9780415807906

Fiction, Film, and Indian Popular Cinema: Salman Rushdie∆s Novels and the Cinematic Imagination

by ;
  • ISBN13:

    9780415807906

  • ISBN10:

    0415807905

  • Edition: 1st
  • Format: Hardcover
  • Copyright: 10/8/2013
  • Publisher: Routledge
  • Purchase Benefits
  • Free Shipping On Orders Over $59!
    Your order must be $59 or more to qualify for free economy shipping. Bulk sales, PO's, Marketplace items, eBooks and apparel do not qualify for this offer.
  • Get Rewarded for Ordering Your Textbooks! Enroll Now
List Price: $145.00 Save up to $121.50
  • Buy New
    $123.25
    Add to Cart Free Shipping

    USUALLY SHIPS IN 3-5 BUSINESS DAYS

Supplemental Materials

What is included with this book?

  • The New copy of this book will include any supplemental materials advertised. Please check the title of the book to determine if it should include any access cards, study guides, lab manuals, CDs, etc.
  • The eBook copy of this book is not guaranteed to include any supplemental materials. Typically, only the book itself is included. This is true even if the title states it includes any access cards, study guides, lab manuals, CDs, etc.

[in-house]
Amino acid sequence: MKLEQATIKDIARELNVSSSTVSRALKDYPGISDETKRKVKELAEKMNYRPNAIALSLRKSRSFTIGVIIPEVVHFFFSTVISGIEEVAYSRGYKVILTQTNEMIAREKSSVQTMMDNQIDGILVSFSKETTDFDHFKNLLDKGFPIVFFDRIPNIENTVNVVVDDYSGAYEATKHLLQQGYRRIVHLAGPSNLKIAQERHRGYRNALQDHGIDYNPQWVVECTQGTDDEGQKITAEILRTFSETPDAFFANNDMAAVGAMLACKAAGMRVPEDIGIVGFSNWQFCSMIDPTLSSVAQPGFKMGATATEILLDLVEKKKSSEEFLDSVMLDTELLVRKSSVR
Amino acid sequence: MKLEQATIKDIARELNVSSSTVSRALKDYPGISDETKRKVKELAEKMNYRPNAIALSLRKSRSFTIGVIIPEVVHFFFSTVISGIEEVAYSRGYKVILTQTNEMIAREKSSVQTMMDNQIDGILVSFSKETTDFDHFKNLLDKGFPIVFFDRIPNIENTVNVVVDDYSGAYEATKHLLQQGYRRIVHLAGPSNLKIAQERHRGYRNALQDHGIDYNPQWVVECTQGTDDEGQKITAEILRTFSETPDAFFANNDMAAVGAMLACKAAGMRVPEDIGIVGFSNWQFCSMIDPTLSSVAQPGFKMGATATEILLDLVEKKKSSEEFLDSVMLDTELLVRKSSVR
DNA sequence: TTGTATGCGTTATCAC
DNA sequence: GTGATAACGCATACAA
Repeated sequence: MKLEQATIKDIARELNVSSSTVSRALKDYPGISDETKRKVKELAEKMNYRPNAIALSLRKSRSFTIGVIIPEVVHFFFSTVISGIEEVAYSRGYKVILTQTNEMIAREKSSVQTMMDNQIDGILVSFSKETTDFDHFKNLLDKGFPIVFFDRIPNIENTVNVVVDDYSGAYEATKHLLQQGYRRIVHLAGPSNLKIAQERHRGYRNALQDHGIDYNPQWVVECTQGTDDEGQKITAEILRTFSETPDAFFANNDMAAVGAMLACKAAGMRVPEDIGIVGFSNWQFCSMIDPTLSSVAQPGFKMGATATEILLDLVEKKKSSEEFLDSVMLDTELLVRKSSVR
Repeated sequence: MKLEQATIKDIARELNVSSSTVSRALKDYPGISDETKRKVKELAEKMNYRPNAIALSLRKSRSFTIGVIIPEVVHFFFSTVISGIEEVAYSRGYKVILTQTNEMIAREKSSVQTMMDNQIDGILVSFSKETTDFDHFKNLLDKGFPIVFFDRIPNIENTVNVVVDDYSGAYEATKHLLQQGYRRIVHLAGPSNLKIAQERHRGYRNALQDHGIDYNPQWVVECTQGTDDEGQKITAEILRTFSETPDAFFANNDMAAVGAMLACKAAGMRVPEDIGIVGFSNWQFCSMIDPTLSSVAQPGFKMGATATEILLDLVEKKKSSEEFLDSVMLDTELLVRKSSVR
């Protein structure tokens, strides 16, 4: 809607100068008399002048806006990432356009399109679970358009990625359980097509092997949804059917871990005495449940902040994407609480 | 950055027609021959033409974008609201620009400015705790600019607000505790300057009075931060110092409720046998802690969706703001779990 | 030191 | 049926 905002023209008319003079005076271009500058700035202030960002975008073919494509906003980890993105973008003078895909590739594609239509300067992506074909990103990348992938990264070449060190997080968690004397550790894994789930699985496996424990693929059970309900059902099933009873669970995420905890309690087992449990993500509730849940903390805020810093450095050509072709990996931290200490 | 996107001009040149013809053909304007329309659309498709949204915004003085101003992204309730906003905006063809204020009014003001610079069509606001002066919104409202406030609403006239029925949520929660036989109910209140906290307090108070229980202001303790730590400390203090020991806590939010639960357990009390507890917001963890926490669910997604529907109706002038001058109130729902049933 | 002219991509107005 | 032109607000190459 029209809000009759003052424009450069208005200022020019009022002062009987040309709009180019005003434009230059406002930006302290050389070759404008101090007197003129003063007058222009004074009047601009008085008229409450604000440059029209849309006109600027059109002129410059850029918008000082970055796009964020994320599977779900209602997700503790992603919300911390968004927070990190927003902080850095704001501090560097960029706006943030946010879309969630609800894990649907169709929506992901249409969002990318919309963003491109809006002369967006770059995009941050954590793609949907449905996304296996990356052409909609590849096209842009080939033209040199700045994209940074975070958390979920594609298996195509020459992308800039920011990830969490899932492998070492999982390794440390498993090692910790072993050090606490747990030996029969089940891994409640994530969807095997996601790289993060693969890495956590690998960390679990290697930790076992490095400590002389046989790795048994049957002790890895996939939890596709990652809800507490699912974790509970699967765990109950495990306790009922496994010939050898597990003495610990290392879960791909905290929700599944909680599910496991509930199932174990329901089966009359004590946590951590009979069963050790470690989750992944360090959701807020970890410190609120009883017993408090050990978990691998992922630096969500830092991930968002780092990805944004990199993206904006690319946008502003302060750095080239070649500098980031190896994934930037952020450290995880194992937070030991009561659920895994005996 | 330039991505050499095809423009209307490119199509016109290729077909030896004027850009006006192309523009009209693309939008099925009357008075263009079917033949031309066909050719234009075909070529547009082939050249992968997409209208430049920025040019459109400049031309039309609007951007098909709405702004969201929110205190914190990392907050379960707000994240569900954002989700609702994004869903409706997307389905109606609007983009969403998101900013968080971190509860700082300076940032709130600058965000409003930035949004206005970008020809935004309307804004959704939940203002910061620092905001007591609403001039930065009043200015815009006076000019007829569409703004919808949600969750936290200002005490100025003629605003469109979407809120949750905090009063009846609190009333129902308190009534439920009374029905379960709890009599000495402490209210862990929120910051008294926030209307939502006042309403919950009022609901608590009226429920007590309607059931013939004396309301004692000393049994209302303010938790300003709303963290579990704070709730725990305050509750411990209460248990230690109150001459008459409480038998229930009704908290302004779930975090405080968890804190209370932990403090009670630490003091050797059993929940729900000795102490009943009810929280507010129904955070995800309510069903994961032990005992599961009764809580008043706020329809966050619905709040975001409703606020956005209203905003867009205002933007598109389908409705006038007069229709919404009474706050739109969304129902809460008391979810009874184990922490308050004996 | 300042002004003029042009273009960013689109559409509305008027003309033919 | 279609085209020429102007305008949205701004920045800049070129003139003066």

Summary

This book analyses the novels of Salman Rushdie and their stylistic conventions in the context of Indian popular cinema and its role in the elaboration of the author'¨"s political arguments. Stadtler examines how Rushdie'¨"s writing foregrounds the epic, the mythic, the tragic, and the comic, linking them in a storyline narrated in cinematic parameters borrowed from the conventions of Indian popular cinema. The book shows that Indian popular cinema'¨"s syncretism becomes an aesthetic marker in Rushdie'¨"s fiction that allows him to elaborate on his argument about the multiplicity of Indian identity, both on the subcontinent and abroad, and illustrates how Rushdie uses Indian popular cinema in his narratives to express an aesthetics of hybridity and a particular conceptualization of culture with which '¨‹India'¨" has become identified in a global context. Also highlighted are Rushdie'¨"s uses of cinema to inflect his reading of India as a pluralist nation and of the hybrid space occupied by the Indian diaspora across the world. The book connects Rushdie'¨"s storylines with modes of cinematic representation to explore questions about the role, place, and space of the individual in relation to a fast-changing social, economic, and political space in India and abroad.

Rewards Program

Write a Review